Through an inconspicuous door just south of Houston Street is a hideaway for New York’s foremost poindexters. In the midst of the Trump era brain drain, ‘physicists, professors and the generally pedantic’ have found shelter at Caveat, a performance space and bar for The Story Collider troop.
“The first rule of Story Collider is no learning allowed,” Paula Croxson, Assistant Professor and Neuroscientist at the Icahn School of Medicine, said at Tuesday evening’s show. Swinging her mic to and fro in the searing spotlight of what looked to be a wizard’s common room, Croxson and Artistic Director of The Story Collider, Erin Barker, introduced the rules of the game.
“You’re not about to see a lecture,” Croxson said. “You’re not about to get any notes, there are no facts.”
“So put the pens away,” Barker said to a mixed audience of scientists and theatregoers.
Just four months shy of its eight-year anniversary, The Story Collider, founded by physicists Ben Lillie and Brian Wecht, is an initiative to marry scientific discourse with human narratives.
Story Collider meets monthly and brings together a curious ensemble of guest speakers, some of whom are pros, while most are just scientists with a story to share. The plan, to bring heart and humor to a community normally perceived as clinical, is all part of what Lillie calls intelligent nightlife.
“People in New York want to be more than just entertained,” said Croxson, huddled around a bar table with Barker and Lillie. “They can learn things and it doesn’t have to be dry and academic.”
“You should feel like you’re in a library,” Lillie said, spreading his arms to gesture at the sleepy reading room. “But like, a library where people are drinking, and having fun.”
As the lights dimmed down and the audience disappeared into the warm, wood-paneled lounge, speakers took to the stage. Hovering just inches above eager listeners, storytellers recalled powerful memories that subdued the audience from a roaring laugh to pin drop silence.
“If you don’t clap for us tonight, it’s treasonous.” Barker said. “If you don’t clap you’re pretty much a climate change denier.”
With that, like a twist of a key in the ignition, Barker started a fit of laughter that carried on through the first performer, Anita Flores.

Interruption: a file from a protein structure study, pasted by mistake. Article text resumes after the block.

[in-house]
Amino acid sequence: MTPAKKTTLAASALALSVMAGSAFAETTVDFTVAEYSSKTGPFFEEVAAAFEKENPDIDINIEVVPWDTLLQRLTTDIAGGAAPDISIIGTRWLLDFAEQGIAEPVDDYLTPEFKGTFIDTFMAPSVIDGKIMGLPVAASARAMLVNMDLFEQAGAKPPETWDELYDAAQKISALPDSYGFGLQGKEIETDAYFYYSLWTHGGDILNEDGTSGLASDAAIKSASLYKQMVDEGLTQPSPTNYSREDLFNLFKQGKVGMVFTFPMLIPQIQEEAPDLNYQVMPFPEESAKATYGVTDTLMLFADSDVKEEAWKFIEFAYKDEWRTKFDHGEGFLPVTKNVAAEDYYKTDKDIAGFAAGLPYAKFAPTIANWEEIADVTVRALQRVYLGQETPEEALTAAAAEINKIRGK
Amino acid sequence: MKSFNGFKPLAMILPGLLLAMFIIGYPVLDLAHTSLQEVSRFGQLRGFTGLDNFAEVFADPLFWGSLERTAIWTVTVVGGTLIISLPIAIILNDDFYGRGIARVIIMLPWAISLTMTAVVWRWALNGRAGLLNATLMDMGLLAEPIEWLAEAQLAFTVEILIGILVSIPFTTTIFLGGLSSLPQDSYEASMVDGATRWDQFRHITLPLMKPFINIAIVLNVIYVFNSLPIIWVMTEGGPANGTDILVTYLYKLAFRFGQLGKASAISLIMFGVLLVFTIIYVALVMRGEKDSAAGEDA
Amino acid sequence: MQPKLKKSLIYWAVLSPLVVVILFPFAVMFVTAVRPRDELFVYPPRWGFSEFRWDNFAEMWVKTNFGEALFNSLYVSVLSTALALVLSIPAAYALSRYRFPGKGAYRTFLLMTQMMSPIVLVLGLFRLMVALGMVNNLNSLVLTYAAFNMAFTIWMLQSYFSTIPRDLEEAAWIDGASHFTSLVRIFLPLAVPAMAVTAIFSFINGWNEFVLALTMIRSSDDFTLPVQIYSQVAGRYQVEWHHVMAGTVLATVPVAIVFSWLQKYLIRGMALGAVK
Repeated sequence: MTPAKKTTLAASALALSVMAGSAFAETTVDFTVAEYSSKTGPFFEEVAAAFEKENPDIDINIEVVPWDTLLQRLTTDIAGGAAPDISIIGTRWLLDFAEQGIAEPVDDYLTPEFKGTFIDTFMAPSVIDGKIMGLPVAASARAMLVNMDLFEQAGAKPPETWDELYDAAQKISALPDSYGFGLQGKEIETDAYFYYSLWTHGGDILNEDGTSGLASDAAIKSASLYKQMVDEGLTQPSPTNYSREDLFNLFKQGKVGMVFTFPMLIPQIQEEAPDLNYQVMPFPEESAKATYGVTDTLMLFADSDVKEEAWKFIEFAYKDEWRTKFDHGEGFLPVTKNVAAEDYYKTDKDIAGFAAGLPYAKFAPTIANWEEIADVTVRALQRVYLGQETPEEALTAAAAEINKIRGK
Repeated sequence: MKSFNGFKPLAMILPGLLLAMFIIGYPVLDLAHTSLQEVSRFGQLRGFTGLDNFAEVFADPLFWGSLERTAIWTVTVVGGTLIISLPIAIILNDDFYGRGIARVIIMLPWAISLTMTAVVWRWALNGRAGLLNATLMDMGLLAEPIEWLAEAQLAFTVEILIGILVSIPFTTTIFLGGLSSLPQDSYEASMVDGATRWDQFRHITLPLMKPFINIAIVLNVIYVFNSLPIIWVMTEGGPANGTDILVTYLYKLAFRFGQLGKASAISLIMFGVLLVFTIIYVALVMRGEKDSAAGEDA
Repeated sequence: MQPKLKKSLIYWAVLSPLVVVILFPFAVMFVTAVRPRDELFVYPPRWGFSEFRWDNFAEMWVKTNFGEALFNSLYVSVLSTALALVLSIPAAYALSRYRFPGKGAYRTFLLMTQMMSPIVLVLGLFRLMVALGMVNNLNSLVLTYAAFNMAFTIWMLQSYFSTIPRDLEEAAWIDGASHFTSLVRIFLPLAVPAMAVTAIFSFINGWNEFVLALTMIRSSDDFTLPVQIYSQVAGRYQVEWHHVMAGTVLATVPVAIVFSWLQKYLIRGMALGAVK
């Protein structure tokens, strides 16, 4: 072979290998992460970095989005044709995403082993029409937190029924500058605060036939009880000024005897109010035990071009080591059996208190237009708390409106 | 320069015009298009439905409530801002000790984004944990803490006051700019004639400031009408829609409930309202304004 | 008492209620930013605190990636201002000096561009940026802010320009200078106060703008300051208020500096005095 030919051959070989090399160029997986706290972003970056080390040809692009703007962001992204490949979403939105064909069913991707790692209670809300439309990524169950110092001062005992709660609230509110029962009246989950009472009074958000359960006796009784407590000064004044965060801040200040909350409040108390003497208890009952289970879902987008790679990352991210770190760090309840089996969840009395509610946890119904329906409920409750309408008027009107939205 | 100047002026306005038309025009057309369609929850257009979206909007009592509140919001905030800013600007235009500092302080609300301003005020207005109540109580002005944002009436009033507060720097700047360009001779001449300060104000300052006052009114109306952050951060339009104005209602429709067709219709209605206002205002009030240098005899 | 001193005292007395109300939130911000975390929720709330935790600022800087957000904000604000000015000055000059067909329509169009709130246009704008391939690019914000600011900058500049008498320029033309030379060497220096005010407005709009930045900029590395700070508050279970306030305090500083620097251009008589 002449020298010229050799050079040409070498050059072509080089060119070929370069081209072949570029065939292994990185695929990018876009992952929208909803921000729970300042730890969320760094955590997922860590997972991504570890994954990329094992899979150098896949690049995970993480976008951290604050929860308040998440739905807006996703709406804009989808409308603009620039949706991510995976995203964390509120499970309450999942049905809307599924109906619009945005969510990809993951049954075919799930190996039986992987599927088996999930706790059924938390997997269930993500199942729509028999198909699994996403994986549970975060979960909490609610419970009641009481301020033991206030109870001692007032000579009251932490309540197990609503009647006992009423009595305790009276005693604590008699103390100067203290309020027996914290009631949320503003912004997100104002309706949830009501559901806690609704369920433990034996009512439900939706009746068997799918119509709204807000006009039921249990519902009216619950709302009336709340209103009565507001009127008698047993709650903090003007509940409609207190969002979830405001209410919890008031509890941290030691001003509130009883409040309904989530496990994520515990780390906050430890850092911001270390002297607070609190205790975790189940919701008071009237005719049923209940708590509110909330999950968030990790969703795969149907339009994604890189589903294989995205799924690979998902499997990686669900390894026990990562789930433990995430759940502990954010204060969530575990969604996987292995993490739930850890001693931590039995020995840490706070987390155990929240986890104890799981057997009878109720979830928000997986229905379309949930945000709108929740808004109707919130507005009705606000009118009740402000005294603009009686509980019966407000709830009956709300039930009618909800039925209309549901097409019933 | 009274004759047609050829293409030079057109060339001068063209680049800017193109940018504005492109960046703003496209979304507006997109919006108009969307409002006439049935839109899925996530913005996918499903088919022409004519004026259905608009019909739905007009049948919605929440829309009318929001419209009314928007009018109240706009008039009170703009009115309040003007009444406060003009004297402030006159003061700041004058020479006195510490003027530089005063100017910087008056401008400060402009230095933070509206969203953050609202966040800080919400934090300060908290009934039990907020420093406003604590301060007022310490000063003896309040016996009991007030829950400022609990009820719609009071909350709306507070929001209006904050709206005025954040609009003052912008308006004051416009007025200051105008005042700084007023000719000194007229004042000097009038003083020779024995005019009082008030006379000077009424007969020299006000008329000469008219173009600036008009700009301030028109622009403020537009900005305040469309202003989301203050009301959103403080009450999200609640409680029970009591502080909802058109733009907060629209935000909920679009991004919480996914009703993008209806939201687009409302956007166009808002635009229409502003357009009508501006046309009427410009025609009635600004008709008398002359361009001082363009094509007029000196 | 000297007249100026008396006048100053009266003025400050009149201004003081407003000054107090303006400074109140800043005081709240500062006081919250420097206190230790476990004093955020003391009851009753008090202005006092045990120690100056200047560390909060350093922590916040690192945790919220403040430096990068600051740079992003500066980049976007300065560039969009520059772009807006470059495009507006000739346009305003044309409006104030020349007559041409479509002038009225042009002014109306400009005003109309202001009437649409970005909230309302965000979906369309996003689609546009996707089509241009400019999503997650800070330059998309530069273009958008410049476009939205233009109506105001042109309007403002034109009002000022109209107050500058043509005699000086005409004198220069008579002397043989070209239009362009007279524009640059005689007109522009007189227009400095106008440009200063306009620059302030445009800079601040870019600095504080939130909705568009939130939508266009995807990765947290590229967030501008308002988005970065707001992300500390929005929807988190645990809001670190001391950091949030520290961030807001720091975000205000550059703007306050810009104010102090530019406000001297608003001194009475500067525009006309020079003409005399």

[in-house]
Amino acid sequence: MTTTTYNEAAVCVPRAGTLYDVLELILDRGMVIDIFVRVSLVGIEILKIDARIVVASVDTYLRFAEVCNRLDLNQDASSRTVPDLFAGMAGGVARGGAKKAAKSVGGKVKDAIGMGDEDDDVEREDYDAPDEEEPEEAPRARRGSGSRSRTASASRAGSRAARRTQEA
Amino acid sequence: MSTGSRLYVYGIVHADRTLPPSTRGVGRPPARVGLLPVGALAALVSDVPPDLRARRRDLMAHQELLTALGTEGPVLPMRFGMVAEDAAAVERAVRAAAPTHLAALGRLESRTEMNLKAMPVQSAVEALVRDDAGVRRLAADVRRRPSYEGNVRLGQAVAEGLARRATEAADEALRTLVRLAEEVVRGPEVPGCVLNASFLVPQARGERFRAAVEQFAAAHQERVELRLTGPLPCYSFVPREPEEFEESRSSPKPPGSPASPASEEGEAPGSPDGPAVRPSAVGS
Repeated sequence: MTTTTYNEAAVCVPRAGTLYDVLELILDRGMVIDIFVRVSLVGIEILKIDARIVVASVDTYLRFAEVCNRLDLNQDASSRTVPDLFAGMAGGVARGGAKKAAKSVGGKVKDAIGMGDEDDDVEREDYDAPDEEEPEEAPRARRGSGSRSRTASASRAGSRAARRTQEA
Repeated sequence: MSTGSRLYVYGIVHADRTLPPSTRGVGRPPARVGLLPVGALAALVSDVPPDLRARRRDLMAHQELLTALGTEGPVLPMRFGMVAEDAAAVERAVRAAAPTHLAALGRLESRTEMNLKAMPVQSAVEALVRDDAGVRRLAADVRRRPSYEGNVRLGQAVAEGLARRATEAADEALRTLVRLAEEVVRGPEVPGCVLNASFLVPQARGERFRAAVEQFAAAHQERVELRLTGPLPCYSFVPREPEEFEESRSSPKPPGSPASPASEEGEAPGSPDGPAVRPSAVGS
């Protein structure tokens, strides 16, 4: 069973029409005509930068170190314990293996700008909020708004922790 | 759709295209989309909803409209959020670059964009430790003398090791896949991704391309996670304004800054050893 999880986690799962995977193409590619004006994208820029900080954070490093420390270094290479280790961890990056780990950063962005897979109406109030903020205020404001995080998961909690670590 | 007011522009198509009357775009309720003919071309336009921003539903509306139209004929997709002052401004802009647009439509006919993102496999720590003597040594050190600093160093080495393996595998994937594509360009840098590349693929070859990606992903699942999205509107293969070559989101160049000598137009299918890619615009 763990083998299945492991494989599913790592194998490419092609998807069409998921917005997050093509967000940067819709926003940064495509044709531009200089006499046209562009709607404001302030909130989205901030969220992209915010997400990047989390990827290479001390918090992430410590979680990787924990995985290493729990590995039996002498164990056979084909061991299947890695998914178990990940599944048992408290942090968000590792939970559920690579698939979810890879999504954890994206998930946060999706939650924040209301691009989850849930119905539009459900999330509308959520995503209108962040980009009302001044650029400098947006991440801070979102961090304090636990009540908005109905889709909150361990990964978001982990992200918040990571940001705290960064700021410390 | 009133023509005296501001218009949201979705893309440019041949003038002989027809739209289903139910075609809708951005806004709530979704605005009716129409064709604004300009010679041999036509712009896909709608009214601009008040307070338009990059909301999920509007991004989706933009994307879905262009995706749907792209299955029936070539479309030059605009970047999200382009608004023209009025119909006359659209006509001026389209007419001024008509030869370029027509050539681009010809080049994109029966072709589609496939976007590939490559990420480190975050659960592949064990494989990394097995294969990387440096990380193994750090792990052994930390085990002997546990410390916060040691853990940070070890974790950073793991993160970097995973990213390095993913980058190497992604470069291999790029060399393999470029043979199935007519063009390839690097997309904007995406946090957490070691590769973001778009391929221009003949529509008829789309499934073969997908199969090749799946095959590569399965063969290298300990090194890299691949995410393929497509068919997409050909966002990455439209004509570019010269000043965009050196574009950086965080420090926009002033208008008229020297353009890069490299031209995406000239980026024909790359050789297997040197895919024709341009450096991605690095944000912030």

Flores, a self-described Jew-tina, or Jewish-Latina, video producer and comedian, regaled listeners with the story of her close encounter with cancer. Arduously massaging humor from every sad twist of her story, Flores charmed the audience with excerpts of her post-surgery diary — a one-woman account of ten impossible weeks without masturbating.
When the crowd warmed up and the liquor seeped in, science journalist Peter Brannen grabbed the mic. A hush descended over the audience as Brannen told a devastating and uplifting story about losing his mother and his journey through grief.
“The earth we live on has been many before,” Brannen said, on a tangent about his study of mass extinction and geological disaster. “But the other half of the story is the recovery, and that’s just as interesting as the disaster.”
By night’s end, what little boundary there existed between audience and performer was gone. The room, it seemed, had become a community. These unconventional stories about science and the humanity fuelling scientific discovery had resonated throughout the room.
Just a stone’s throw from New York University, this hidden refuge for the weary academic or keen listener is trying to make learning, emoting and fun one and the same.
Sitting down for a drink, as crowds shuffled out, Croxson spoke of the power storytelling has had in her own life.
“As a scientist, I started to realize that it wasn’t a disadvantage to have a human side, when I was teaching and mentoring my students,” Croxson said. “It made their lives better, it made their work better, it made my interactions with my peers better. And it was making me a better scientist.”
Email Abe Selby at [email protected]